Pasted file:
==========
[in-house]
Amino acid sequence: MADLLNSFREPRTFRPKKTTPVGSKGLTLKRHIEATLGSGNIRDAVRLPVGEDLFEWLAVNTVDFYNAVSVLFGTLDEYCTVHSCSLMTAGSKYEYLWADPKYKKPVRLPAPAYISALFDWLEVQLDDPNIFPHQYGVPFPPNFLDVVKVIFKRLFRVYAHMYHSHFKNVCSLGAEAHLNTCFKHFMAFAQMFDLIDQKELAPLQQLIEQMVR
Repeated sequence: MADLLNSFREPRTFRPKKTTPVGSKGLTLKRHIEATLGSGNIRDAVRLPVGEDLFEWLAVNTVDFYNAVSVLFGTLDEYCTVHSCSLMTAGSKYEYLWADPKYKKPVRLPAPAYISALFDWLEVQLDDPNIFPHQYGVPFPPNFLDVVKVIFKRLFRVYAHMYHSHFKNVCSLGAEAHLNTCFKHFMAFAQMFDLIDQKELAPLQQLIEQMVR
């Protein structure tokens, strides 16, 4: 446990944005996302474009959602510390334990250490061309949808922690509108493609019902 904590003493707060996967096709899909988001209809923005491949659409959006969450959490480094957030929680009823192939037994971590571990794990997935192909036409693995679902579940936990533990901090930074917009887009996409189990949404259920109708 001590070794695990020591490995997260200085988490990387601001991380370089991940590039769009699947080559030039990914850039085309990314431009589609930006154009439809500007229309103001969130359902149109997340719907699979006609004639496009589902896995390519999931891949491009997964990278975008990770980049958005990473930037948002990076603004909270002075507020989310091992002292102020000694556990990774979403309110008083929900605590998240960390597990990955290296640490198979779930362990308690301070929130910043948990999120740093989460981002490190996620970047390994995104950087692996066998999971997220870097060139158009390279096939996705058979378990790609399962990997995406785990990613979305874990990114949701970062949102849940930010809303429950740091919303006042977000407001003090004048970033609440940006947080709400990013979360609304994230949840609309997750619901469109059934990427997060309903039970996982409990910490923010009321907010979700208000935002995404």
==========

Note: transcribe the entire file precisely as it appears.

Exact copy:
[in-house]
Amino acid sequence: MADLLNSFREPRTFRPKKTTPVGSKGLTLKRHIEATLGSGNIRDAVRLPVGEDLFEWLAVNTVDFYNAVSVLFGTLDEYCTVHSCSLMTAGSKYEYLWADPKYKKPVRLPAPAYISALFDWLEVQLDDPNIFPHQYGVPFPPNFLDVVKVIFKRLFRVYAHMYHSHFKNVCSLGAEAHLNTCFKHFMAFAQMFDLIDQKELAPLQQLIEQMVR
Repeated sequence: MADLLNSFREPRTFRPKKTTPVGSKGLTLKRHIEATLGSGNIRDAVRLPVGEDLFEWLAVNTVDFYNAVSVLFGTLDEYCTVHSCSLMTAGSKYEYLWADPKYKKPVRLPAPAYISALFDWLEVQLDDPNIFPHQYGVPFPPNFLDVVKVIFKRLFRVYAHMYHSHFKNVCSLGAEAHLNTCFKHFMAFAQMFDLIDQKELAPLQQLIEQMVR
């Protein structure tokens, strides 16, 4: 446990944005996302474009959602510390334990250490061309949808922690509108493609019902 904590003493707060996967096709899909988001209809923005491949659409959006969450959490480094957030929680009823192939037994971590571990794990997935192909036409693995679902579940936990533990901090930074917009887009996409189990949404259920109708 001590070794695990020591490995997260200085988490990387601001991380370089991940590039769009699947080559030039990914850039085309990314431009589609930006154009439809500007229309103001969130359902149109997340719907699979006609004639496009589902896995390519999931891949491009997964990278975008990770980049958005990473930037948002990076603004909270002075507020989310091992002292102020000694556990990774979403309110008083929900605590998240960390597990990955290296640490198979779930362990308690301070929130910043948990999120740093989460981002490190996620970047390994995104950087692996066998999971997220870097060139158009390279096939996705058979378990790609399962990997995406785990990613979305874990990114949701970062949102849940930010809303429950740091919303006042977000407001003090004048970033609440940006947080709400990013979360609304994230949840609309997750619901469109059934990427997060309903039970996982409990910490923010009321907010979700208000935002995404």